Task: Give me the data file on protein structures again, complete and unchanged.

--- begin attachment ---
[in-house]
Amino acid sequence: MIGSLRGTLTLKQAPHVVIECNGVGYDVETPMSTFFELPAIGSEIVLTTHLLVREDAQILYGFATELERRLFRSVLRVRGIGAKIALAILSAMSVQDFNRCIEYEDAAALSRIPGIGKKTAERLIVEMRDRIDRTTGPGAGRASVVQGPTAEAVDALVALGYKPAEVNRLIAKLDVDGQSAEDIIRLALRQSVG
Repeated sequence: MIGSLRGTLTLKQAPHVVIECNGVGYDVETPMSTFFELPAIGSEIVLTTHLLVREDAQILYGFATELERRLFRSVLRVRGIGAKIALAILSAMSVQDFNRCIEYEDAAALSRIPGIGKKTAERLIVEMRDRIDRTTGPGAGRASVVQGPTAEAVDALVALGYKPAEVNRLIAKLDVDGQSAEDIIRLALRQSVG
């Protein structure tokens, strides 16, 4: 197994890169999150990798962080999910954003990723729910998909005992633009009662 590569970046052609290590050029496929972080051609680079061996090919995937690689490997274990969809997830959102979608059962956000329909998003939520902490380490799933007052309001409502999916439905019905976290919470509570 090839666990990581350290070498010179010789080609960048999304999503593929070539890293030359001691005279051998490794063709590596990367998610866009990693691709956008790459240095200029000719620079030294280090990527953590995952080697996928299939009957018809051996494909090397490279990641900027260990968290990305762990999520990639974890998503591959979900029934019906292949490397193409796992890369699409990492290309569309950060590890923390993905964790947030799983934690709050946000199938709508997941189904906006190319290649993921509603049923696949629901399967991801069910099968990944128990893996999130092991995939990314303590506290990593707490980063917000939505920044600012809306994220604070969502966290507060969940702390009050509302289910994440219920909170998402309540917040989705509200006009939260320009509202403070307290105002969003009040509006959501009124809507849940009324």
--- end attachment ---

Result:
[in-house]
Amino acid sequence: MIGSLRGTLTLKQAPHVVIECNGVGYDVETPMSTFFELPAIGSEIVLTTHLLVREDAQILYGFATELERRLFRSVLRVRGIGAKIALAILSAMSVQDFNRCIEYEDAAALSRIPGIGKKTAERLIVEMRDRIDRTTGPGAGRASVVQGPTAEAVDALVALGYKPAEVNRLIAKLDVDGQSAEDIIRLALRQSVG
Repeated sequence: MIGSLRGTLTLKQAPHVVIECNGVGYDVETPMSTFFELPAIGSEIVLTTHLLVREDAQILYGFATELERRLFRSVLRVRGIGAKIALAILSAMSVQDFNRCIEYEDAAALSRIPGIGKKTAERLIVEMRDRIDRTTGPGAGRASVVQGPTAEAVDALVALGYKPAEVNRLIAKLDVDGQSAEDIIRLALRQSVG
């Protein structure tokens, strides 16, 4: 197994890169999150990798962080999910954003990723729910998909005992633009009662 590569970046052609290590050029496929972080051609680079061996090919995937690689490997274990969809997830959102979608059962956000329909998003939520902490380490799933007052309001409502999916439905019905976290919470509570 090839666990990581350290070498010179010789080609960048999304999503593929070539890293030359001691005279051998490794063709590596990367998610866009990693691709956008790459240095200029000719620079030294280090990527953590995952080697996928299939009957018809051996494909090397490279990641900027260990968290990305762990999520990639974890998503591959979900029934019906292949490397193409796992890369699409990492290309569309950060590890923390993905964790947030799983934690709050946000199938709508997941189904906006190319290649993921509603049923696949629901399967991801069910099968990944128990893996999130092991995939990314303590506290990593707490980063917000939505920044600012809306994220604070969502966290507060969940702390009050509302289910994440219920909170998402309540917040989705509200006009939260320009509202403070307290105002969003009040509006959501009124809507849940009324």